In addition, Todd has been spending more time in Canada. “For the third straight year, we’ll be presenting at the Canadian Provincial Ministry size and weight conference,” he noted. “We’ll also be performing a USA and Canada border industry-government coalition to further the ball down the field on harmonisation between USA and Canada border states.”

 

Hand in hand

UPT2021 also lands on the priority list for O’Quinn in recognising how non-divisible loads are an integral piece to day-to-day operations for both transportation and crane and rigging companies. “One of our goals moving into next year – as permitting victories are being realised – is to ensure our members recognise that the non-divisible load issue impacts the transportation of mobile cranes,” she said.

Other issues of focus for O’Quinn moving into 2019 highlight boom dollies and the weighing of cranes on portable scales. “The Crane Rental Association of Canada [CRAoC] began to address the boom dolly issue a couple years ago – focusing on increasing axle weights throughout their provinces,” she indicated. “SC&RA has been involved since the beginning and continues to participate with CRAC’s committee. With a focus on mitigating risks, SC&RA is currently developing best practices, which will be converted into training materials for the movement of mobile cranes with boom dollies.”

The training materials will include best practices in the form of a video and test questions. “It will also be on the agenda at the International Crane Stakeholders Assembly [ICSA] meeting this month. Regardless of where you are in the world, boom dollies are being used. We’ll use this opportunity to develop best practices for the industry to utilise worldwide.”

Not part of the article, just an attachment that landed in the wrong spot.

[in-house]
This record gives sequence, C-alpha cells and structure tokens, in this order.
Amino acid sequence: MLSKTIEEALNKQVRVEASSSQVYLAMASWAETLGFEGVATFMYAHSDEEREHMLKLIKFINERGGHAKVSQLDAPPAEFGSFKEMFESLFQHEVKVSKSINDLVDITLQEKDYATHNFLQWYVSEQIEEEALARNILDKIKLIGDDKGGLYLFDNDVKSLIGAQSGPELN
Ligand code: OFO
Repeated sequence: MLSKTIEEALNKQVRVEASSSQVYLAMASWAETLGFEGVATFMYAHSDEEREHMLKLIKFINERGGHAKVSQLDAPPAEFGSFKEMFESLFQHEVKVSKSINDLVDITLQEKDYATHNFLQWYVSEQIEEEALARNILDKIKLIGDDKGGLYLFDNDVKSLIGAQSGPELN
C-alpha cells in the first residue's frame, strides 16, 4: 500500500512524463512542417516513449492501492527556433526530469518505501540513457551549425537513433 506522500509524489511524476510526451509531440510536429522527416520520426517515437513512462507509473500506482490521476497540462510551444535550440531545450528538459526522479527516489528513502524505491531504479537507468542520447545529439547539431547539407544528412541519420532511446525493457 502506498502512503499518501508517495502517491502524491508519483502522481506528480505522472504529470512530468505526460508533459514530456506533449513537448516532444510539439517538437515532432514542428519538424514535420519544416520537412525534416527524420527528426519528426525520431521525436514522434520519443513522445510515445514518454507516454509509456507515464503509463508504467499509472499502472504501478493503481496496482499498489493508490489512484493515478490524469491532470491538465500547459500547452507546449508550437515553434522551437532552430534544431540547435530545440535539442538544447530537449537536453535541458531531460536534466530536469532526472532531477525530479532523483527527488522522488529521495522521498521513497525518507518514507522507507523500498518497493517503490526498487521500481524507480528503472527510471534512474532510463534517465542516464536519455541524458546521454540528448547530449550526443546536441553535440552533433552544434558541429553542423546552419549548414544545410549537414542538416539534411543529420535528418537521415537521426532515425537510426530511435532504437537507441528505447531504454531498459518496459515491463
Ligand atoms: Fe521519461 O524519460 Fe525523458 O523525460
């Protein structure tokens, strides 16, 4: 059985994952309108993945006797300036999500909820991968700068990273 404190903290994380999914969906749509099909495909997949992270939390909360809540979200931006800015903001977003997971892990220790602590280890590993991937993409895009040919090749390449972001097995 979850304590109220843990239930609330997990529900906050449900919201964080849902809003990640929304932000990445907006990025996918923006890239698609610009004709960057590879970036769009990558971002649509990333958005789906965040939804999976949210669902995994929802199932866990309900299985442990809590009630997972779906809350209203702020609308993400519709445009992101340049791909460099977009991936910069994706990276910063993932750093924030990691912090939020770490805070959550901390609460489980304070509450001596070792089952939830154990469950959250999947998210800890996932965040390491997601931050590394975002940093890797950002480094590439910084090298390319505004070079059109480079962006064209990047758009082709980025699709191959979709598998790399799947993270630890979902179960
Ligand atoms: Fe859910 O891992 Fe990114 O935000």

O’Quinn pointed out that there is a white paper being developed at ICSA regarding mobile cranes working on floating barges. “SC&RA is a chair of the committee addressing this issue, which highlights additional hazards and considerations that are associated with these operations. Another white paper under development is Hard Stands and Road Access at Wind Farms, chaired by Brandon Hitch, CEO, Crane Industry Council of Australia.”

O’Quinn added, “The yearly ICSA meetings allow users and manufacturers to collaborate on industry issues and how we can develop solutions that companies can utilise around the globe.”

Weighing of cranes on portable scales has also garnered attention as of late for O’Quinn. “We will be looking at this more closely through the end of the year and into next year,” she affirmed. “It’s something we will discuss with our counterparts this month to determine if this is an issue they are also dealing with – operators getting erroneous weights due to the incorrect setup of the portable scales specific to mobile cranes. Our goal is to educate industry and enforcement on their proper usage to ensure accurate weights.”